Other than that, caught up on the laundry, did some baking, harassed the cats, enjoyed the sunshine today, and the extra day off. I’ll have to try to pack at least four days work into three because we’re heading out on Friday for nephew number three’s graduation. He’s giving the valedictorian speech. Maybe we’ll actually get to here him string more than a half dozen words together at a time. Either that or it’s going to be a really short speech. This young man gives a whole new meaning to the word, laconic. J


It’ll be a fast trip for me. Over on Friday, drive back on Sunday. Mom may or may not be staying for rest of the week. Chris is starting summer term at Corvallis in June. She might be able to hitch a ride with him. We’ll figure something out, we always do.

Saturday, May 19, 2007


Jack Ohman, who draws editorial cartoons for the Portland Oregonian has been a busy boy this week.

His take on the late and not so great Jerry Falwell. Is that expression priceless or what?

And the bridge is out, slow motion train wreck of scandals involving former

and current Bush appointees. And the local Eugene paper used almost all of it's editorial panel on the opinion page to comment on the attorney generals' unfolding laundry list of assaults on the constitution he's sworn to uphold. With friends like these the constitution doesn't need any more enemies. Way to go Jack!


Friday, May 11, 2007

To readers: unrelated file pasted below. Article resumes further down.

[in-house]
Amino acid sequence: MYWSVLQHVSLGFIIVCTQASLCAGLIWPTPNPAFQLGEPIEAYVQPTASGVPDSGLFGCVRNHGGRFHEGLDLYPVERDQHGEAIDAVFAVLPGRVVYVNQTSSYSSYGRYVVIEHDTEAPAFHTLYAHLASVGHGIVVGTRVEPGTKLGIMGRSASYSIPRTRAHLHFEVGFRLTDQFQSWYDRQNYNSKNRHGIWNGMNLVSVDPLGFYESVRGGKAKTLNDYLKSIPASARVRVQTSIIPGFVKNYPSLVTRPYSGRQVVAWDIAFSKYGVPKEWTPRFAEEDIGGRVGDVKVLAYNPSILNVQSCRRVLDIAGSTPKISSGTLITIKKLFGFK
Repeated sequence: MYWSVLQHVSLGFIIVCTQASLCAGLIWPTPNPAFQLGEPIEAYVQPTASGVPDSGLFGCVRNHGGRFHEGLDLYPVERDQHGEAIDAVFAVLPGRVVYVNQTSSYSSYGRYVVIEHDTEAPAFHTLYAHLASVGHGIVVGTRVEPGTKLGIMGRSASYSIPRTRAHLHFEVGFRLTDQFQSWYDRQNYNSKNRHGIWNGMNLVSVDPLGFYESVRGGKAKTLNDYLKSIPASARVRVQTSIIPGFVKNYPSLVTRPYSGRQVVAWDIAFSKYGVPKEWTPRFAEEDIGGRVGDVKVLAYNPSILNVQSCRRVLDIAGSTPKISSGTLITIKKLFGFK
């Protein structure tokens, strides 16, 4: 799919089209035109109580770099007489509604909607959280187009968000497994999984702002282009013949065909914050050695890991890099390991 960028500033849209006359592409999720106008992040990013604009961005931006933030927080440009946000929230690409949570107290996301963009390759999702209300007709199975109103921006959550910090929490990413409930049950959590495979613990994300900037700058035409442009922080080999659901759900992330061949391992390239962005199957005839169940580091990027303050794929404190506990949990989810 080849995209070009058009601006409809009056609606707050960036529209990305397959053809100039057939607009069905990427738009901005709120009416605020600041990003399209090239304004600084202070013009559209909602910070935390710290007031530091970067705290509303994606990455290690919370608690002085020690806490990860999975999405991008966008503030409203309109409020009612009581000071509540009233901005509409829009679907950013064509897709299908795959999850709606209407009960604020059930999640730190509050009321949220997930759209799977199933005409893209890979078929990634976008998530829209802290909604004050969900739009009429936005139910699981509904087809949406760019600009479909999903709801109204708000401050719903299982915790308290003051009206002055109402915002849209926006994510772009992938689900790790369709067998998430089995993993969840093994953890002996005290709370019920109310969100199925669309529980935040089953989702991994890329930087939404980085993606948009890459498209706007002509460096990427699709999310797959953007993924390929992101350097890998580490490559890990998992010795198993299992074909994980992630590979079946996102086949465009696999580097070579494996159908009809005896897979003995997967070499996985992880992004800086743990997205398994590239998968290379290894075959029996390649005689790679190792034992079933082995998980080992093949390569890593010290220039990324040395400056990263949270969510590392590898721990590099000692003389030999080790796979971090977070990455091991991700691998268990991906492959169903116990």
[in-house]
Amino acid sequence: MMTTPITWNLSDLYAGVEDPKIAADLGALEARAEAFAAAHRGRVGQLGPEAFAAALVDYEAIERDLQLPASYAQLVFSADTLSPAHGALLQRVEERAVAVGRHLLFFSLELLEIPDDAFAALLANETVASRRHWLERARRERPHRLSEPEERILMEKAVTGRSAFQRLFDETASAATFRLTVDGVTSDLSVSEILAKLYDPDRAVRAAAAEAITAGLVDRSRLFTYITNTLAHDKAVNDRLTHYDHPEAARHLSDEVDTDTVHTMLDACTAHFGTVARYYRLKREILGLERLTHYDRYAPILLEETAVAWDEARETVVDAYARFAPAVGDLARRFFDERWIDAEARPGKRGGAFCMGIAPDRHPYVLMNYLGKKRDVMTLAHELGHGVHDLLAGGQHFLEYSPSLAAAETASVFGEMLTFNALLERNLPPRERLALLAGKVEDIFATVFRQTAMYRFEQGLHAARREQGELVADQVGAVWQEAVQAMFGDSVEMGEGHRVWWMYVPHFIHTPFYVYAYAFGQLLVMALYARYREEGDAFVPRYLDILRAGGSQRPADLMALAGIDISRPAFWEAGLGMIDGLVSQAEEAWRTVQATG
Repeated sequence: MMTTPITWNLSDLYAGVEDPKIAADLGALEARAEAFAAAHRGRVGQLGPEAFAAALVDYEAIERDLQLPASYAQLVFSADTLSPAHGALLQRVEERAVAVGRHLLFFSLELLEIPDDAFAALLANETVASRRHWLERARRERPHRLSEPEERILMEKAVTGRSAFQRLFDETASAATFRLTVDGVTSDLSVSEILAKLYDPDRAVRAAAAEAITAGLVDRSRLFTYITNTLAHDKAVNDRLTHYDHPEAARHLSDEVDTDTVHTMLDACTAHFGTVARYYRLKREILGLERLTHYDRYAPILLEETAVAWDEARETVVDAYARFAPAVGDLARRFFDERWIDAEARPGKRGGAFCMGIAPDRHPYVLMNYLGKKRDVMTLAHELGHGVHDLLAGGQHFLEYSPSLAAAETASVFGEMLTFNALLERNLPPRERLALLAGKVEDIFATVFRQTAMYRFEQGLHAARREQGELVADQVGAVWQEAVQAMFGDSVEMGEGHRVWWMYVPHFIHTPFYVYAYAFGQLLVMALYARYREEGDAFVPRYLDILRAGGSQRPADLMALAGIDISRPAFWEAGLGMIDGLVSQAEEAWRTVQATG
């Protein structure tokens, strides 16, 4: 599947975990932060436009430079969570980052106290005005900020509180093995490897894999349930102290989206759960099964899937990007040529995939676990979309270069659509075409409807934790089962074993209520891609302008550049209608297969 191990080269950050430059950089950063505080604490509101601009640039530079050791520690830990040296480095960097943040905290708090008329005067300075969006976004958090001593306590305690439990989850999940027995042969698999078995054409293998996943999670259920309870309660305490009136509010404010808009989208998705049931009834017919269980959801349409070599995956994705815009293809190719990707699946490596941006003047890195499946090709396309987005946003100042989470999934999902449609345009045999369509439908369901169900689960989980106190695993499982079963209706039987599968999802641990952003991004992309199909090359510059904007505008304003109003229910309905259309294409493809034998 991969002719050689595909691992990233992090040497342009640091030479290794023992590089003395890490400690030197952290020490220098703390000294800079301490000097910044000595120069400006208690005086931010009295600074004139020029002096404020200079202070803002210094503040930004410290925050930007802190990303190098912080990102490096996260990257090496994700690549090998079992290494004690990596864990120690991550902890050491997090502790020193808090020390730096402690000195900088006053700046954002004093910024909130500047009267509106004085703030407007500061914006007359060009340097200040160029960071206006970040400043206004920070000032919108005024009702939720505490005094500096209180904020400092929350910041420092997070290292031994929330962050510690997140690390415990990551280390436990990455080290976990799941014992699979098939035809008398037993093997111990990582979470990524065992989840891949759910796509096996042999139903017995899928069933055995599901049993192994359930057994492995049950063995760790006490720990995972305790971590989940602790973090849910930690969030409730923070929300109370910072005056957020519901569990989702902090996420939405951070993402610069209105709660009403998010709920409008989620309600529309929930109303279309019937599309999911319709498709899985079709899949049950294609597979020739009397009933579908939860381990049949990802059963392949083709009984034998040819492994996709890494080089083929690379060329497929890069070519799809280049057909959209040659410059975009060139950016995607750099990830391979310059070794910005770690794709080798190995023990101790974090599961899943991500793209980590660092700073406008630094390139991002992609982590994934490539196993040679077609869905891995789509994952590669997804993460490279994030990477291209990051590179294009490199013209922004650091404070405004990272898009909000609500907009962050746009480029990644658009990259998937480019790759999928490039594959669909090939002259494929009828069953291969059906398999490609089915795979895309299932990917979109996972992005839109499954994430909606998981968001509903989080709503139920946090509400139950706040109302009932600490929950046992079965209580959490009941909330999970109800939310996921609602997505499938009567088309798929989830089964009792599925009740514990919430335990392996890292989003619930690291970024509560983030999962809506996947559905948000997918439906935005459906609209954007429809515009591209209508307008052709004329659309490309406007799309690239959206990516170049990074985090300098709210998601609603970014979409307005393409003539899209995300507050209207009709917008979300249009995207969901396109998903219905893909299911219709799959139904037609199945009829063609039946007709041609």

Right now I’m feeling like that painting called “the Scream

Cin made a good comment about my last entry. If we aren’t careful our children aren’t going to know how protest. We’re already so fragmented that I’m honestly surprised when anyone does mount a protest about anything. But, the first time a group agreed to hold their protest in a designated “free speech” zone, the first nail went in the coffin. Whenever we agree that we need a permit to hold a rally on public property, our property, there goes another nail. The constitution doesn’t say anything about speech only being free if it takes place in a certain area.

Once upon a time (sounds like the beginning of a fairy tale) the market place was public space. You actually had to interact with people to get what you wanted and there were no private security guards to tell you to shut up if the discussion got a little heated. Of course you might end up in a brawl but better a bloody nose than scared rabbit silence.

There were town squares with the obligatory statue of a local hero or a slightly rusty cannon, cliché I know but it was public property where the public could meet and speak. But, the new strip mall cities in the southwest don’t have town squares and the market place has been replaced by private merchants on private property.

We can get in our big ol SUV’s with the tinted windows and drive to the store or the mall. We can avoid making eye contact with any one, in fact a lot of us are probably afraid to in case we honk off some nutcase. We park and go inside, again basically ignoring anyone around us. We do our business. We pick out our packaged, plastic wrapped, pre cut, pre-measured, pre weighed goodies and most of the time there isn’t a clerk in sight. In some stores you can check out and bag your purchases on your own. You don’t even need to interact with a checker. You can go back out to your oversized chariot, drive home and never interact with another human being. Home to our environmentally controlled cocoons and our pre packaged music and entertainment. God, I’m a surly bastard this afternoon.

If you know even one or two of your neighbors it’s a miracle. Heaven knows I don’t want my neighbors knowing about everything I do or get a gander at everything on my reading list but how can we get enough voices together to be heard when we can’t even get together?

Wednesday, May 9, 2007